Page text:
When it comes to listing events, we can’t miss first mentioning our exhibit booth at the Association for Asian Studies annual conference taking place March 16–19 in Toronto. Acquisitions editors Pamela Kelley and Stephanie Chun, and marketing managers Royden Muranaka and Steven Hirashima make up our staffing contingent at this important meeting, which is attended by numerous UHP authors (and prospective authors) of Asian studies titles.
Below is the current lineup of author appearances scheduled for the coming weeks—including a couple already past—mostly for our Hawai‘i-related titles. Unless otherwise noted, these events are free and the public is invited to attend; books will be available for sale and signing.
Wednesday, March 15, 3:30 to 5:30 pm, at the Faculty Center, Chaminade University, 201 Eiben Hall
Chapter contributors Jonathan Dial, Bianca Isaki, and Brian Richardson will speak on the issues addressed in Tourism Impacts West Maui, the latest book from North Beach-West Maui Benefit Fund Inc., distributed by UH Press.
Former investigative reporter Jim Dooley will give an illustrated talk about the lively behind-the-headlines stories in his book, Sunny Skies, Shady Characters. See more details on the Hawaiʻi State Public Library System site.
Hawai‘i’s Kōlea coauthors Oscar “Wally” Johnson and Susan Scott will give a slideshow presentation on the amazing migratory bird at the Volcano Art Center Niaulani campus. While the event is free, a $5 donation would be appreciated. See more details on the VAC website. Wally leaves the next day to return to Montana, while Susan will stay on to do a signing on Saturday at Basically Books, before heading home to O‘ahu.
Thursday, March 23, 2017, 7:00 pm, Ciné in Athens, Georgia (234 W Hancock Avenue)
UH Mānoa creative writing professor Rodney Morales heads to the Deep South to do a reading of his latest novel, For A Song. His visit is hosted by the University of Georgia Creative Writing Program and books will be sold by Avid Bookshop.
Saturday, March 25, three separate events in Kamuela and Hilo on the Big Island of Hawai‘i
Dr. Billy Bergin and his son Dr. Brady Bergin, both respected equine veterinarians, will do a marathon book launch and signings for their new book, The Hawaiian Horse. The schedule and locations include:
• 1:00 to 2:45 pm, Basically Books, 160 Kamehameha Avenue, Hilo (phone 808-961-0144). Includes a short talk.
• 3:00 to 4:30 pm, Lyman Museum, 276 Haili Street, Hilo (phone 808-935-5021). The authors will do a talk as part of the museum’s Patricia E. Saigo series of public programs. The cost is free for museum members and $3.00 for nonmembers. Read more on the event here.
Saturday, April 1, starting at 2:00 pm, Hawaii Japanese Center, Hilo (751 Kanoelehua Avenue)
Hawaii Japanese Center, in partnership with the Japanese Cultural Center of Hawai‘i, presents a program based around author Barbara Kawakami and her recent book, Picture Bride Stories, which was recently announced as the winner of the Asian/Pacific American Librarians (APALA) Literature Award for adult nonfiction (the award will be presented in June) . The HJC program will include a dance performance of holehole bushi and a screening of excerpts from the Rice & Roses television series that previously aired on PBS Hawai‘i. See complete details on the HJC flyer.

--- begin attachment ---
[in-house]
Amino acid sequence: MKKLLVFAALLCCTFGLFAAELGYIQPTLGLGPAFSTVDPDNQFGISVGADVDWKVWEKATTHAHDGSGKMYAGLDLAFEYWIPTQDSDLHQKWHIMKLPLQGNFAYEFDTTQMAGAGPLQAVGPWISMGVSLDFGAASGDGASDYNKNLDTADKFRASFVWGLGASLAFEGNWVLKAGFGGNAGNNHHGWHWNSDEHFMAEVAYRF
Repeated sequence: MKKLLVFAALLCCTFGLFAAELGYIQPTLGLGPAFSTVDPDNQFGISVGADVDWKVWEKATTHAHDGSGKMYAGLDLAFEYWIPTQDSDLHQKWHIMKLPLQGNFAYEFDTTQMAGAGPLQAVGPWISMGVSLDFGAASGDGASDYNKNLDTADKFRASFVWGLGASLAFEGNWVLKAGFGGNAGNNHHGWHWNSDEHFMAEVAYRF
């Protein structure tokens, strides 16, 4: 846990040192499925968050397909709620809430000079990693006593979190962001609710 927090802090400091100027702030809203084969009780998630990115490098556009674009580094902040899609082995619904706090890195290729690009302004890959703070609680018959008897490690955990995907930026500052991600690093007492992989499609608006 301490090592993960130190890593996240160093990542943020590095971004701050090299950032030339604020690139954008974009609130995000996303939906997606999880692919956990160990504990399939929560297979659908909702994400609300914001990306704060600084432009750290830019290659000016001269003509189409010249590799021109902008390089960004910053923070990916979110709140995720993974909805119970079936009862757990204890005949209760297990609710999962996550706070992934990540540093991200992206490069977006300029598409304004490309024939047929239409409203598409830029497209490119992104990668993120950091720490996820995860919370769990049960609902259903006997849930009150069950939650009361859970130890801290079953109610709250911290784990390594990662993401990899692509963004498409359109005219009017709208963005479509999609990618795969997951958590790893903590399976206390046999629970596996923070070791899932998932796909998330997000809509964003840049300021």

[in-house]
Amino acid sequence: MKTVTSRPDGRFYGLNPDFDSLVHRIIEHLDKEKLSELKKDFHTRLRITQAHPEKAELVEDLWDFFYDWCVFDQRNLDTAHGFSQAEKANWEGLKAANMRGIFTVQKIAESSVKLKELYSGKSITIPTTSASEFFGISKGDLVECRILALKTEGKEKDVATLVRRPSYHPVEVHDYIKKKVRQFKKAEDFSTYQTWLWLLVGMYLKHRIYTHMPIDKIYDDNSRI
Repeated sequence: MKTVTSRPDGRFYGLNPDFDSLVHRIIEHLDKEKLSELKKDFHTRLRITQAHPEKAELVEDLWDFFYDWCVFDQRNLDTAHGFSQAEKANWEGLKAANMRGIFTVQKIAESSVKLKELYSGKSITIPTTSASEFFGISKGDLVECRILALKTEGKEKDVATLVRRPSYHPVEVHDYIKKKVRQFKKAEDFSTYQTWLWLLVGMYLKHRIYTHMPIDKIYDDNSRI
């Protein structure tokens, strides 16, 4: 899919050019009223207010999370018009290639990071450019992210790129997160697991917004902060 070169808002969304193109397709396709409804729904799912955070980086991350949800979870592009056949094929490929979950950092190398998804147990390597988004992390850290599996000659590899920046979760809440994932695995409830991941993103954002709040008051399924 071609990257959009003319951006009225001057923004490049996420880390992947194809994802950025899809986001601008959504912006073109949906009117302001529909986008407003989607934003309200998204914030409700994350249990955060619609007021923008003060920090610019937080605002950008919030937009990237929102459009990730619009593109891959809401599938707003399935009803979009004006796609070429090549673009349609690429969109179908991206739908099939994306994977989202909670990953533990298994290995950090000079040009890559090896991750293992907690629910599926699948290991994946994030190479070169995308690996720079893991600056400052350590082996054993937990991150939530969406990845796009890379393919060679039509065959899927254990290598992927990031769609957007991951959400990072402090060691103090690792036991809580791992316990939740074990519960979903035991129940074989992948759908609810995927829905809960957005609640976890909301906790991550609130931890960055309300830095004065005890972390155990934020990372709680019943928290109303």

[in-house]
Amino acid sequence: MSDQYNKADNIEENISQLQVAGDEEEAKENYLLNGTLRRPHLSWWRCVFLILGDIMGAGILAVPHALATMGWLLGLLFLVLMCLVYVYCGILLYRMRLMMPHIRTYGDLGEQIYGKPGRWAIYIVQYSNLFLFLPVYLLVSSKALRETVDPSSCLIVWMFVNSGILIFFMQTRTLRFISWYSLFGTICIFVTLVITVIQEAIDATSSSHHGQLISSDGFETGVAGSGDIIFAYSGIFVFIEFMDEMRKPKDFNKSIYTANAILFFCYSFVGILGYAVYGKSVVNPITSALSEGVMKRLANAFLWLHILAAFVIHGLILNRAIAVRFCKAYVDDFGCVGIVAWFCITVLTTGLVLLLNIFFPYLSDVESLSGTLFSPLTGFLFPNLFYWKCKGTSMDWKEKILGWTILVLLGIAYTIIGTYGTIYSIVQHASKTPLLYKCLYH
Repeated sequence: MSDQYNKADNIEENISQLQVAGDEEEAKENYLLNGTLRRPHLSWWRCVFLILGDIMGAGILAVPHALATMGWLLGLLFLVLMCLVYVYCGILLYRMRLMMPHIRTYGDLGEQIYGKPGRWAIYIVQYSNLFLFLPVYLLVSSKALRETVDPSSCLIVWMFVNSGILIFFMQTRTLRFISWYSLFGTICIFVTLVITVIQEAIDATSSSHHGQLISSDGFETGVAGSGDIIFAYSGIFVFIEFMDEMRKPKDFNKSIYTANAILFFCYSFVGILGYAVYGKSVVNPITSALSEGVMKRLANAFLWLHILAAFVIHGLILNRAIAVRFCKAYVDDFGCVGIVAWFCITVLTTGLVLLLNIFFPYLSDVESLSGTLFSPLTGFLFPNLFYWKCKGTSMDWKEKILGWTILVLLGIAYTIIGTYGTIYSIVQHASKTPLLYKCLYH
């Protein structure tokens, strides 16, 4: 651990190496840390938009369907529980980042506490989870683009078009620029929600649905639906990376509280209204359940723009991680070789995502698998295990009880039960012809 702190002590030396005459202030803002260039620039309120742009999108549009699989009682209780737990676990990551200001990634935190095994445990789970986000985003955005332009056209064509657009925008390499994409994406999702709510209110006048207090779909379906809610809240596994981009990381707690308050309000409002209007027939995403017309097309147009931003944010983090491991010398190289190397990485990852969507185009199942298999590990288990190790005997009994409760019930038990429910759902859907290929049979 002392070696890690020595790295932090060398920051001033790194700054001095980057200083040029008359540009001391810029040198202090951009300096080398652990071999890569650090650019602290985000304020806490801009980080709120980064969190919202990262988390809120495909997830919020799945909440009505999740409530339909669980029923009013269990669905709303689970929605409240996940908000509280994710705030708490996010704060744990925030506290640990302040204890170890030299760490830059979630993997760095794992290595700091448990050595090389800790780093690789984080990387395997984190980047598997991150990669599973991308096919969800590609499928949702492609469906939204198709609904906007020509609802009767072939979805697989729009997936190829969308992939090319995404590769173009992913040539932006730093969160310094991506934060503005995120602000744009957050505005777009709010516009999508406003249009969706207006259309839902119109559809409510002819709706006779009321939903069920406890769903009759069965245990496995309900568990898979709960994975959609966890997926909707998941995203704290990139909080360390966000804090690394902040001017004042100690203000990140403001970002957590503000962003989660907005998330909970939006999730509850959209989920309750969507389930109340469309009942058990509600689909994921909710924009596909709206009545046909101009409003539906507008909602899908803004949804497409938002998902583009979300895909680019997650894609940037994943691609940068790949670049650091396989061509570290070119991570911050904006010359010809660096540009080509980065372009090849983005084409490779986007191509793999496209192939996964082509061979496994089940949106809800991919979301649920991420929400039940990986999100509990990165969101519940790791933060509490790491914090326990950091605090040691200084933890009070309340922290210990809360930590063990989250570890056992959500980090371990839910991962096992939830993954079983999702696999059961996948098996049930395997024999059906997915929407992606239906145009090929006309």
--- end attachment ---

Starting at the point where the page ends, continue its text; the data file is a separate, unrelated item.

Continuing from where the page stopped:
Thursday, April 13, 12 noon to 1:15 pm, Kuykendall Hall 410, UH Mānoa
At this Brown Bag series sponsored by the Center for Biographical Research, David Hanlon‘s talk, “‘You Did What, Mr. President?!?!’ Writing a Biography of the Federated States of Micronesia’s Tosiwa Nakayama” explores his work behind Making Micronesia.
The Lama Question: Violence, Sovereignty, and Exception in Early Socialist Mongolia
Cloth | 978-0-8248-3856-0 | $54.00
Sinophobia: Anxiety, Violence, and the Making of Mongolian Identity
Cloth | 978-0-8248-3982-6 | $57.00
Being Political: Leadership and Democracy in the Pacific Islands
256 pages | Topics in the Contemporary Pacific
Cloth | 978-0-8248-4102-7 | $54.00
Nomads as Agents of Cultural Change: The Mongols and Their Eurasian Predecessors
Edited by Reuven Amitai and Michal Biran
360 pages | Perspectives on the Global Past
Cloth | 978-0-8248-3978-9 | $54.00
Embodied Nation: Sport, Masculinity, and the Making of Modern Laos
352 pages | Southeast Asia: Politics, Meaning, and Memory
Cloth | 978-0-8248-3889-8 | $54.00
Remaking Pacific Pasts: History, Memory, and Identity in Contemporary Theater from Oceania
328 pages | Pacific Islands Monograph #28
Cloth | 978-0-8248-3976-5 | $55.00
Today and next Thursday, The Value of Hawai‘i 2 editors Aiko Yamashiro and Noelani Goodyear-Ka‘opua will be back on Hawaii Public Radio‘s Town Square, broadcast live from 5–6 pm (HST), to discuss “Island Style and Youth Activism” with John “Prime” Hina, James Koshiba, and Lisa Grandinetti.